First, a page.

Tuesday, February 9, 2016

Coastal C14

An old photograph found in an old book a few years ago.

By now I've learned this is a picture of the 'Coastal Class' airship C14. As with nearly any field of interest, there is an active and helpful society. In this case the Airship Heritage Trust that also have a page detailing this particular class of airship and the hazardous missions undertaken by the men in this fairly 'rickety' craft.

Quite a crowd in the picture, ground crew marshaling the airship it looks like. No sign of this being an aerodrome, just empty countryside. The wide 'stripe' on the ground (plowed field?) and the large crowd however suggest that this is a scheduled landing spot. Most of the men are in uniform; navy personnel then and not local bystanders.

The C14 was delivered in September 1916 and taken off the roster on July 17, 1918 (as 'unserviceable'). The airship looks pristine in this picture; could this have been taken at it's delivery to the navy?

Seeing this scene in an actual photograph print makes it very 'real' - the 'Great War' can sound so far removed from today, but it really did happen and not even all that long ago.

At the reverse of the photograph is this dire warning:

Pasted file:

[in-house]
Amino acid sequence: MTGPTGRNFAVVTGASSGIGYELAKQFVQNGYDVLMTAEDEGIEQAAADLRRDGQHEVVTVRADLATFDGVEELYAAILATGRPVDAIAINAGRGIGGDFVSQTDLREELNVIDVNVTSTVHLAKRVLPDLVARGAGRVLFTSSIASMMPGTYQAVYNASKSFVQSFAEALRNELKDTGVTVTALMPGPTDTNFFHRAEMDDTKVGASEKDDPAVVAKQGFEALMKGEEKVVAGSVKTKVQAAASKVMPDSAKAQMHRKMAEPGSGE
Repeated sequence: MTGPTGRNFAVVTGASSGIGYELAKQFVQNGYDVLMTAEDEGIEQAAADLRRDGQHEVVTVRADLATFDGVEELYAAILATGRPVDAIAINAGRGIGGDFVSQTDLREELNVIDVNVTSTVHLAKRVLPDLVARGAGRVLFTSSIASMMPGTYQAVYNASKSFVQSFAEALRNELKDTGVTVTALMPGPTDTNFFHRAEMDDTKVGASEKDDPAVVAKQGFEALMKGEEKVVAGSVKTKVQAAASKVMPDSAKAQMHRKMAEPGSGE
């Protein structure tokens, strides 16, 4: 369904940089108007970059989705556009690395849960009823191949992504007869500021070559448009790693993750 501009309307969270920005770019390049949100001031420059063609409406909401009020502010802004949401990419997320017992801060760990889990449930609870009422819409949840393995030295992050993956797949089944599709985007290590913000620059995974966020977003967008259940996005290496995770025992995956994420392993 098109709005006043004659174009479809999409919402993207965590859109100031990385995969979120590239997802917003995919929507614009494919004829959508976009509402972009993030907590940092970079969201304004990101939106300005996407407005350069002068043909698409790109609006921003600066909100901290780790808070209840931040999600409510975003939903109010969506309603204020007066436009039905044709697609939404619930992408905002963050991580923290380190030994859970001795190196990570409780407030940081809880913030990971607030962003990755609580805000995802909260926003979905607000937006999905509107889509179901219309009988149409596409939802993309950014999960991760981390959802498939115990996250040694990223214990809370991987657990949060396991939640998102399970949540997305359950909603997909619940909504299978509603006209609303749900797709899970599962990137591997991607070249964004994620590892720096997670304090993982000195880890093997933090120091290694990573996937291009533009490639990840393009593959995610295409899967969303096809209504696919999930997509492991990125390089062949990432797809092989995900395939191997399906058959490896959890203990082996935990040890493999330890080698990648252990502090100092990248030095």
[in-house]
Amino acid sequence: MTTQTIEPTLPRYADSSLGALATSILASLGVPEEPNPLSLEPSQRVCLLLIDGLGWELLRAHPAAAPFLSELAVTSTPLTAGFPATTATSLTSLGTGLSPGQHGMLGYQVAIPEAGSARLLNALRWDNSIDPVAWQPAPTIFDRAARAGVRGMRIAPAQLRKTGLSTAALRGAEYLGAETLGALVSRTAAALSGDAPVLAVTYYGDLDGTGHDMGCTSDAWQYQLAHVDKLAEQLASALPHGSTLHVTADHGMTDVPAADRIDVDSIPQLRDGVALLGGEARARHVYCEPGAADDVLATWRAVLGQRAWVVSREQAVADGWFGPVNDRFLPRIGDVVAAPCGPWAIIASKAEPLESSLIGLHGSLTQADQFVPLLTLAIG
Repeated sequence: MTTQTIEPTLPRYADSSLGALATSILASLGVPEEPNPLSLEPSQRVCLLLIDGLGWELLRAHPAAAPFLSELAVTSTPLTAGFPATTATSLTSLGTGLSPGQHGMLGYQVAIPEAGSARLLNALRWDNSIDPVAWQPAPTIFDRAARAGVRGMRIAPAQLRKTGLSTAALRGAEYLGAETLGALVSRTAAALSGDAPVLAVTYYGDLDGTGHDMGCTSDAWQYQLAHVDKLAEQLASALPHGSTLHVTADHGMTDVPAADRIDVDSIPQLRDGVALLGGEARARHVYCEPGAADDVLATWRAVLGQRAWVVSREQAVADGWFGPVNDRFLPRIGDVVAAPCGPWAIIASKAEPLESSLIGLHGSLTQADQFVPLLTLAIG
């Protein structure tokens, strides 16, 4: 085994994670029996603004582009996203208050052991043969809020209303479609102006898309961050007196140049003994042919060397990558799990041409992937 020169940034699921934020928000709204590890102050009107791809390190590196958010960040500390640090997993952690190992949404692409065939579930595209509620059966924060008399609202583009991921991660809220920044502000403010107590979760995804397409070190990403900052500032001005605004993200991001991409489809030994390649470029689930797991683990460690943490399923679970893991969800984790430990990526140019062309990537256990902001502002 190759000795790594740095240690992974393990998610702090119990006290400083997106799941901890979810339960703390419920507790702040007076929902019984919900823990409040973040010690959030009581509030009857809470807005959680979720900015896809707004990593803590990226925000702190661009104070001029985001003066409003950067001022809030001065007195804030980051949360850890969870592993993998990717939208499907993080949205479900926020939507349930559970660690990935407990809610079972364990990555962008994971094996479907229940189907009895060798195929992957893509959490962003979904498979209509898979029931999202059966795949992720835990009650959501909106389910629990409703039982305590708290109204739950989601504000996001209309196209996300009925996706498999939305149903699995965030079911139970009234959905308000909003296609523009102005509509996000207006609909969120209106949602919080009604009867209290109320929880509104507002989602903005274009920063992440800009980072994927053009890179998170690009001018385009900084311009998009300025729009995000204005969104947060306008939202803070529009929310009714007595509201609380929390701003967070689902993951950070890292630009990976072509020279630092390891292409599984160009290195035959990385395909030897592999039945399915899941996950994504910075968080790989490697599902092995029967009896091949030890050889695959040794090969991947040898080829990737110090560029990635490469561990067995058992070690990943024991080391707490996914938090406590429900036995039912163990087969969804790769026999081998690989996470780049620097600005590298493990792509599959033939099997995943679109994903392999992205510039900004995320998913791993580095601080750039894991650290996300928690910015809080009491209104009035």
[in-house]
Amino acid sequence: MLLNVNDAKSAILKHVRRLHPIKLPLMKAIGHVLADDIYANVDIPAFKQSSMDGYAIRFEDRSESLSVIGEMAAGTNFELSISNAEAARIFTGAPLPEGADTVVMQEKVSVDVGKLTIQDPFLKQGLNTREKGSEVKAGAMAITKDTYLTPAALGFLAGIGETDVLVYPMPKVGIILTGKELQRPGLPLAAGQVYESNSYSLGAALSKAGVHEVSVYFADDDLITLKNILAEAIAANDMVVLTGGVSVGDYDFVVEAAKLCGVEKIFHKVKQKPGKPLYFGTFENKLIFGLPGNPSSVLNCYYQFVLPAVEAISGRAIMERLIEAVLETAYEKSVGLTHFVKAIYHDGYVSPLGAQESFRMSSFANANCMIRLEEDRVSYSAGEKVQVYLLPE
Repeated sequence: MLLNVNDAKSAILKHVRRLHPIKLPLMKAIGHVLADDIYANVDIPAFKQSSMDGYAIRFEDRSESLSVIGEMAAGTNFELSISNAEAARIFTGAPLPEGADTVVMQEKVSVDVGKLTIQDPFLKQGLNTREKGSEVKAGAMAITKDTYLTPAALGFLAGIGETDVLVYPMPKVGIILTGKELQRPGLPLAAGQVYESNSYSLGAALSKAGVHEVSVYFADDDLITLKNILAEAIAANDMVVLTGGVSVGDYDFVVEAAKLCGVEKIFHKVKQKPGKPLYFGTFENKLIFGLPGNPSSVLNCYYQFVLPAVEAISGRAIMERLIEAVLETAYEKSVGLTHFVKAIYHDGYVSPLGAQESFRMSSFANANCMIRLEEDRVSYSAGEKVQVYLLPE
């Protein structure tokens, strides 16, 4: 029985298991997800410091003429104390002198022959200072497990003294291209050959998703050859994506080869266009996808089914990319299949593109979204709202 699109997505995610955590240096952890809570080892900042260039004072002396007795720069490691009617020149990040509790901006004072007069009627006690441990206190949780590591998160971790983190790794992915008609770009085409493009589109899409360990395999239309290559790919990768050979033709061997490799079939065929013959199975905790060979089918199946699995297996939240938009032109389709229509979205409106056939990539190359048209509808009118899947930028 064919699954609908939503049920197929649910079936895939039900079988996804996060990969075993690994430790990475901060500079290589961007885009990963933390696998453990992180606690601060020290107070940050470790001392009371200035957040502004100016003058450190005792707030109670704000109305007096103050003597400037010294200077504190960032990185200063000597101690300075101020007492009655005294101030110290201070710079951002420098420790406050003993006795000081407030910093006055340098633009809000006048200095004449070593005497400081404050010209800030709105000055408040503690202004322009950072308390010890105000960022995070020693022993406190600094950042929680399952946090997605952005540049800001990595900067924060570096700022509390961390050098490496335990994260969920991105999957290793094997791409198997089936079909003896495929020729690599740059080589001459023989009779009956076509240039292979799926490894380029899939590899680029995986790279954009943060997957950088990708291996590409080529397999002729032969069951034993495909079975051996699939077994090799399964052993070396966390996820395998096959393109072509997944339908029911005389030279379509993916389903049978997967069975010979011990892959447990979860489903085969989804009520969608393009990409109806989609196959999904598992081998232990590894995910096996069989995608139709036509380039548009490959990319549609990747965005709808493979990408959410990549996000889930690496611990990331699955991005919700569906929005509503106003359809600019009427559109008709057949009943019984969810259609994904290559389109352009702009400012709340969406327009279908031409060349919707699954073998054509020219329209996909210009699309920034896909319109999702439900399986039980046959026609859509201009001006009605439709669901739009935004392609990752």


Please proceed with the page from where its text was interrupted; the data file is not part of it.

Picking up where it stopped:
How did this government paper ever end up as a bookmark in a book? What's more, in a book sold at a thrift store in a foreign nation. A non-belligerent nation back then, but still...  One of those little mysteries.
(The book by the way is 'Common Faults In Writing English by Henry Alexander, published 1916.)

Strongly worded notice, but after 99 years the defence of the realm will probably be fine with this picture being in foreign (!) hands.

Keeping it in the book...


  1. Interesting that the book was published the same year that the C14 was delivered. :)

    1. Hm, yes - the picture could well have been placed in that book right after/same year it was taken.

  2. Airships have long been one of my interests, and this is a great print.

    The C14's envelope has that "crease" down its length because it has a "trefoil" shaped envelope, where the cross-section shape is in three lobes, a design intended to reduce stresses on the envelope fabric, where the upper two seams between the lobes offers a place to suspend an internal curtain of wires, to distribute the concentrated loads of the gondola and engines across much of the length of the airship.

    These airships served extensively along the North Sea as scouting ships, and have quite a legacy.

    1. Thanks for that extra info! These airships really are feats of inventiveness with the technology available.

      Yes, I read up on some of the service history - terrifying thought, even just the going out to sea in that gondola.